This particular discipline also stresses the importance of customer involvement, which is the foundation most organizations used to determine employee advancement. Team members are empowered to openly communicate with the customer throughout the project, which quickly establishes the customer’s level of trust in the project team. Employees who feel empowered also go to great lengths to make sure that the customers are satisfied, which reflects positively on all levels of management. This communication also provides the team the opportunity to give customers a clear picture of the back end, as most often the technical expertise of the customer is limited. Presenting the scope of the project from the programmer’s perspective provides the customer an opportunity to view the project from an alternative standpoint, often providing a realistic picture of the possibilities. (Perkins, 2006)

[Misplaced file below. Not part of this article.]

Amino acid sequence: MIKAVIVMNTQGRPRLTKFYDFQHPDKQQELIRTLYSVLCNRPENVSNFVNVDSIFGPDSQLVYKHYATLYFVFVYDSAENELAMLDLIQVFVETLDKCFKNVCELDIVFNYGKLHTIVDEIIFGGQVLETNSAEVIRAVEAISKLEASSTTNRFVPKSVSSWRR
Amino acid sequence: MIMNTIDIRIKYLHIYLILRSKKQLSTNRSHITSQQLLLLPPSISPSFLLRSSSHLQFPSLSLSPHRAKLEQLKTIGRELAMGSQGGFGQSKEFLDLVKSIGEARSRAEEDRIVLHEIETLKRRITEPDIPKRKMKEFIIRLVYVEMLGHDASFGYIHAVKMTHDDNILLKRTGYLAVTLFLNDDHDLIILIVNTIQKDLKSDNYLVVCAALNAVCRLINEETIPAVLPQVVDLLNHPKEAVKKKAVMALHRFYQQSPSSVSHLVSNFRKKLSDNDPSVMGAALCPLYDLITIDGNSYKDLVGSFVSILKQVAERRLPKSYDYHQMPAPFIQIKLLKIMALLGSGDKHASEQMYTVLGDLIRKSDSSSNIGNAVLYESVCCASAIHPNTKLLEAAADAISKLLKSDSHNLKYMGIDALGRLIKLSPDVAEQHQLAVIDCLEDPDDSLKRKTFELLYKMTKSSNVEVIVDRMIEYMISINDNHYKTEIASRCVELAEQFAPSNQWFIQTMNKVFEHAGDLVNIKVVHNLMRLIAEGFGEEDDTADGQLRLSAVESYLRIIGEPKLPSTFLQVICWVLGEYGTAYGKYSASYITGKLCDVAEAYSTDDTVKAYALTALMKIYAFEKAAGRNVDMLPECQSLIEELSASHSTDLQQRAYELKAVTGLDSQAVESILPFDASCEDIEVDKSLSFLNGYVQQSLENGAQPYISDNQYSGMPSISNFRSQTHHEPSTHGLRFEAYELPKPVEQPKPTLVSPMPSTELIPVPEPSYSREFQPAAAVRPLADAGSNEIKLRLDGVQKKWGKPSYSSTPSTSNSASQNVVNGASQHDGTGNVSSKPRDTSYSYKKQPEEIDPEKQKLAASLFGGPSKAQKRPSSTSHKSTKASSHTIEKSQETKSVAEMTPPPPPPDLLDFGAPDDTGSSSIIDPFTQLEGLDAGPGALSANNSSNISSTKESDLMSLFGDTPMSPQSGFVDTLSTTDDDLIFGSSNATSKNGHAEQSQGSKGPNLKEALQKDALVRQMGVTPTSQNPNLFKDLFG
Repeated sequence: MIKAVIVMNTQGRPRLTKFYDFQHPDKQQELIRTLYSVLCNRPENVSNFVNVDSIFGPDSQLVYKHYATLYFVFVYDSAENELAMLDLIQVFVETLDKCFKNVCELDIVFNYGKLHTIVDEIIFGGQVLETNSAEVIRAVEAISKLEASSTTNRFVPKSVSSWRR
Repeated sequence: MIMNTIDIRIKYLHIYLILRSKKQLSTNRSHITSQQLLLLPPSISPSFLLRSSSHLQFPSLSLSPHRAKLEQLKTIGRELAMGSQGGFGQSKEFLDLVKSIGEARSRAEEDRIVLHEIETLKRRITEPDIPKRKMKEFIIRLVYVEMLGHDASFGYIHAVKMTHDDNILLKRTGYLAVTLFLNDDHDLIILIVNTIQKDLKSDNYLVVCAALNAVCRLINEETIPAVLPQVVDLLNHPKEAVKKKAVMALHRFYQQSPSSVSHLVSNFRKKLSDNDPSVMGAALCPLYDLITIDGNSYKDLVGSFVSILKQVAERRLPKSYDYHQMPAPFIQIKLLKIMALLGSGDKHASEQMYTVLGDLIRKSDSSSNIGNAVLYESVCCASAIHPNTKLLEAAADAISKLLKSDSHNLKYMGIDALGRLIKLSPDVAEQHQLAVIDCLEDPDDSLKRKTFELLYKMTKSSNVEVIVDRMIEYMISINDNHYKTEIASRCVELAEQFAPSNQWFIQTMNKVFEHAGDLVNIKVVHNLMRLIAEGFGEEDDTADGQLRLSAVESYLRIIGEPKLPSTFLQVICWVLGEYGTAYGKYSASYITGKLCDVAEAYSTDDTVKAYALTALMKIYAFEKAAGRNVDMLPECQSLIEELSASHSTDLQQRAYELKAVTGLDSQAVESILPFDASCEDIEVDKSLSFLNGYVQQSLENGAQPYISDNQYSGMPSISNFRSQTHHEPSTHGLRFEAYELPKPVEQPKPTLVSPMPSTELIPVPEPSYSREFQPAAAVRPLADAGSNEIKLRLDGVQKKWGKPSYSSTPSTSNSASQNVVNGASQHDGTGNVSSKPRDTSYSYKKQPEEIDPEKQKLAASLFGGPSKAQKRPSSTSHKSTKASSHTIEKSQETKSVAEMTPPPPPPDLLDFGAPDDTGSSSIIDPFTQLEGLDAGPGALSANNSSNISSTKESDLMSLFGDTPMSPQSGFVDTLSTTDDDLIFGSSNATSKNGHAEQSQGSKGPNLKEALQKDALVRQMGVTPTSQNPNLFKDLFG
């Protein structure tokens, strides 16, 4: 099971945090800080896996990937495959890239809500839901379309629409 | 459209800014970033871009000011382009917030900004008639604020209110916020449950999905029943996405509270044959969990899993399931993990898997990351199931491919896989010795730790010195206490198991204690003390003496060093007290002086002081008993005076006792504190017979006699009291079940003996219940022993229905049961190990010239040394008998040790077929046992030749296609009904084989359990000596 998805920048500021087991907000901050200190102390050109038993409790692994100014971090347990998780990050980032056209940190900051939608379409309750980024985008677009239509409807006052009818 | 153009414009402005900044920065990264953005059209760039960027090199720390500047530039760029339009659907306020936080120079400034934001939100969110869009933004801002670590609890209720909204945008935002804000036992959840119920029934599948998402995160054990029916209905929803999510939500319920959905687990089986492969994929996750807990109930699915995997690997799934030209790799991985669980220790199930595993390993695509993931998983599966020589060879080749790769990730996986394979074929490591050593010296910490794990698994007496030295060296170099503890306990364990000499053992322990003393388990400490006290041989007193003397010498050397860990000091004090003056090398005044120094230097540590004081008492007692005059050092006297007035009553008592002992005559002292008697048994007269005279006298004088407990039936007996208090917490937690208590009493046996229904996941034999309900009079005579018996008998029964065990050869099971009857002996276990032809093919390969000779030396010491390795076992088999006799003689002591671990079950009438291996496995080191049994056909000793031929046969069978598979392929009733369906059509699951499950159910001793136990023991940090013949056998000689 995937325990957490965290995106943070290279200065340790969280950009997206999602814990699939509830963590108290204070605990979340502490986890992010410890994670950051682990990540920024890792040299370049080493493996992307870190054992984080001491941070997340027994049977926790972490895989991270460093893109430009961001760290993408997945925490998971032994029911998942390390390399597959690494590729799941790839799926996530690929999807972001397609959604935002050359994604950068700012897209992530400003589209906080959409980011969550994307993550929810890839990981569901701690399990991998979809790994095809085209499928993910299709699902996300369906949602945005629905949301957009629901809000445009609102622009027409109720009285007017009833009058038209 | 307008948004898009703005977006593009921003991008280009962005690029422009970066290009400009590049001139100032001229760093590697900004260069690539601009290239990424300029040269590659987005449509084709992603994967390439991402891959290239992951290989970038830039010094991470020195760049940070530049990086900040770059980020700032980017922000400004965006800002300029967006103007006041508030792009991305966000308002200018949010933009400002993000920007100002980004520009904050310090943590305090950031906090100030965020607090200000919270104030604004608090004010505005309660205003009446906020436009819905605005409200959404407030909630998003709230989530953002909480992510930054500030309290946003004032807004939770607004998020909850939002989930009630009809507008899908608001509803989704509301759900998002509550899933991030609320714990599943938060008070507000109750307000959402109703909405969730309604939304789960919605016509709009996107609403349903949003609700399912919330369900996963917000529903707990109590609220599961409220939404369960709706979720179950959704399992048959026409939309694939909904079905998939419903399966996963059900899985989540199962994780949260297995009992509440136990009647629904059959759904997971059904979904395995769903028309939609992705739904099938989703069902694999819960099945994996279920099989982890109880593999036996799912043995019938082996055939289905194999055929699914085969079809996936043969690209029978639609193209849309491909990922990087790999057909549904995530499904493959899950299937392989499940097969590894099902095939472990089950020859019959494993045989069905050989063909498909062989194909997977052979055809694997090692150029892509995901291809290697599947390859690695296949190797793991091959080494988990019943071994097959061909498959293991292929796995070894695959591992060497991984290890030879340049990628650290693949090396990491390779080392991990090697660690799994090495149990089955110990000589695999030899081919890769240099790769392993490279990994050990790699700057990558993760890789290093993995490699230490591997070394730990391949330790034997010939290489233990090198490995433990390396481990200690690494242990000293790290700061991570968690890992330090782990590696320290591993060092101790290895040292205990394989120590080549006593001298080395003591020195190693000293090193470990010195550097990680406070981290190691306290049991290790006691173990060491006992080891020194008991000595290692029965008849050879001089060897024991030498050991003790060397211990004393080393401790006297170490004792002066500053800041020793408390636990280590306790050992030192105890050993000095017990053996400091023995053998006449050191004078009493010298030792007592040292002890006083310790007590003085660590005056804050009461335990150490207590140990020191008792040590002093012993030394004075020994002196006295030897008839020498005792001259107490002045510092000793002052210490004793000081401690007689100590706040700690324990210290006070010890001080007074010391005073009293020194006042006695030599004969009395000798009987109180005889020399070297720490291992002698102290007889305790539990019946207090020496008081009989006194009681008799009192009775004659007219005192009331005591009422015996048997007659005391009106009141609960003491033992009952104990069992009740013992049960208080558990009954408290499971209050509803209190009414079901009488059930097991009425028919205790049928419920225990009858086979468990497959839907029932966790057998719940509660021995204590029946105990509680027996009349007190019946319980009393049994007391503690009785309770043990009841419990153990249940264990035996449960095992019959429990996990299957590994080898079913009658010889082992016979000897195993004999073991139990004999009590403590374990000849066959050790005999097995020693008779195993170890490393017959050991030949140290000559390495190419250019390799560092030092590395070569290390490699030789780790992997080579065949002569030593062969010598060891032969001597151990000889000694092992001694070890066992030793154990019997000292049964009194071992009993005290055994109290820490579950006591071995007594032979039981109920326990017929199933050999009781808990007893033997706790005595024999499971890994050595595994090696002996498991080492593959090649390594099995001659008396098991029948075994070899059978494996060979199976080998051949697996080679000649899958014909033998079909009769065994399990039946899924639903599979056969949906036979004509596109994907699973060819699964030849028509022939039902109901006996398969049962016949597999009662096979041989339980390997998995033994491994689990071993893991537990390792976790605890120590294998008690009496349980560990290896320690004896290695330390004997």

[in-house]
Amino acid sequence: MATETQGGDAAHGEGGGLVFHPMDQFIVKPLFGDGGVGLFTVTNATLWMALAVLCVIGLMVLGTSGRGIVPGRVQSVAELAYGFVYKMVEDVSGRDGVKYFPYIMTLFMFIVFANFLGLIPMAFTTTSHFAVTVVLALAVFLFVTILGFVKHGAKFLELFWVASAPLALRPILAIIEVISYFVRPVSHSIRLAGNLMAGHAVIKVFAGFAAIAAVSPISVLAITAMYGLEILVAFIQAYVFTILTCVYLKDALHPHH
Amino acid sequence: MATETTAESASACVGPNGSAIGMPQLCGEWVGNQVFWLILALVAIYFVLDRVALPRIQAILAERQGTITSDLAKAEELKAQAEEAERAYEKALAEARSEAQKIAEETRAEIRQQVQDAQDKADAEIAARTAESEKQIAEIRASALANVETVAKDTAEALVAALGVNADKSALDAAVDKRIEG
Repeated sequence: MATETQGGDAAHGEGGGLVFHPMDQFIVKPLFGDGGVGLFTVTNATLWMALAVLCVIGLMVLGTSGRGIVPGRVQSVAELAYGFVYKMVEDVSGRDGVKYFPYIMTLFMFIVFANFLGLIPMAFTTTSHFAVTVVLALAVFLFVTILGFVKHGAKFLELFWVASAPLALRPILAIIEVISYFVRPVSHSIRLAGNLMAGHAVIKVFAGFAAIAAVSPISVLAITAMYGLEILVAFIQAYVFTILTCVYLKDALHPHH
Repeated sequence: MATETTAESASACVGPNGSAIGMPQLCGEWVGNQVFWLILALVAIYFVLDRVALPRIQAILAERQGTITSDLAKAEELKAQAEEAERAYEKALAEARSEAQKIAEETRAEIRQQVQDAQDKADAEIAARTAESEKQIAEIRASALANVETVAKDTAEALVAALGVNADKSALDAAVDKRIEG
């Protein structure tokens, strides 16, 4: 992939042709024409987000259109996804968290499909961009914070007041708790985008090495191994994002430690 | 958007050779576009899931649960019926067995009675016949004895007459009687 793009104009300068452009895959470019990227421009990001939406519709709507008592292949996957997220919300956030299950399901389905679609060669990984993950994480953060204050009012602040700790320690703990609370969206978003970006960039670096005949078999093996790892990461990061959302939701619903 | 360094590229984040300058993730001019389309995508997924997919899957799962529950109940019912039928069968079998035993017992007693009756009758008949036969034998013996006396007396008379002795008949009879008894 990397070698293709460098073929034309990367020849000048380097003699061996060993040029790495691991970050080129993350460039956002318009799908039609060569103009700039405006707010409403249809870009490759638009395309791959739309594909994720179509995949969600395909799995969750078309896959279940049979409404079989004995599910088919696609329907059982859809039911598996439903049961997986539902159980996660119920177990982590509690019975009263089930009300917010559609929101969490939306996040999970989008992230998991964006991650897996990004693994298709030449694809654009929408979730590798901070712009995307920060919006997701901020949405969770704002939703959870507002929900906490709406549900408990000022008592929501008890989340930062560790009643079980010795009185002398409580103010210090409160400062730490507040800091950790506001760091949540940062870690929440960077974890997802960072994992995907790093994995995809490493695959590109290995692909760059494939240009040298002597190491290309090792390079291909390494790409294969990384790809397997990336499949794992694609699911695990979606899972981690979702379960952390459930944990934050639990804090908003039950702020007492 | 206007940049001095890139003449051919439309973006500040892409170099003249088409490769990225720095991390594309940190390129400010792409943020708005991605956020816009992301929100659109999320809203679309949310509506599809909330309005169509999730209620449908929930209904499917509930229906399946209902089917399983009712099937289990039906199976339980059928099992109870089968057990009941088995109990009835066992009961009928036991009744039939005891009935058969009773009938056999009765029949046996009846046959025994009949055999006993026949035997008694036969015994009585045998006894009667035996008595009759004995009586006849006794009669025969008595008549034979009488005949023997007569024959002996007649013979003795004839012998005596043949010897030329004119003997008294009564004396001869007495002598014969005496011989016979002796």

Brandon, D. (2006). Project management for modern information systems. Hershey, PA: IRM Press.
Chordas, L. (2007). Step By Step. Best’s Review, 108(2), 58-62.
Dubie, D. (2007). What does it take to lure and retain IT talent? (Cover story). Network World, 24(40), 1-14.
Finney, R. (1999). Winning Project Teams. from http://www.itmweb.com/essay003.htm
Levy, J. V. (2003). If extreme programming is good management, what were we doing before? EDN, 48(25), 81-84.
Lindstrom, L., & Jeffries, R. (2004). EXTREME PROGRAMMING AND AGILE SOFTWARE DEVELOPMENT METHODOLOGIES. Information Systems Management, 21(3), 41-52.
Perkins, B. (2006). Managing IT as a Professional Services Firm. Computerworld, 40(47), 39-39.
Poole, C. (2001). Three Week Project Turnaround. 2007, from http://c2.com/cgi/wiki?ThreeWeekProjectTurnaround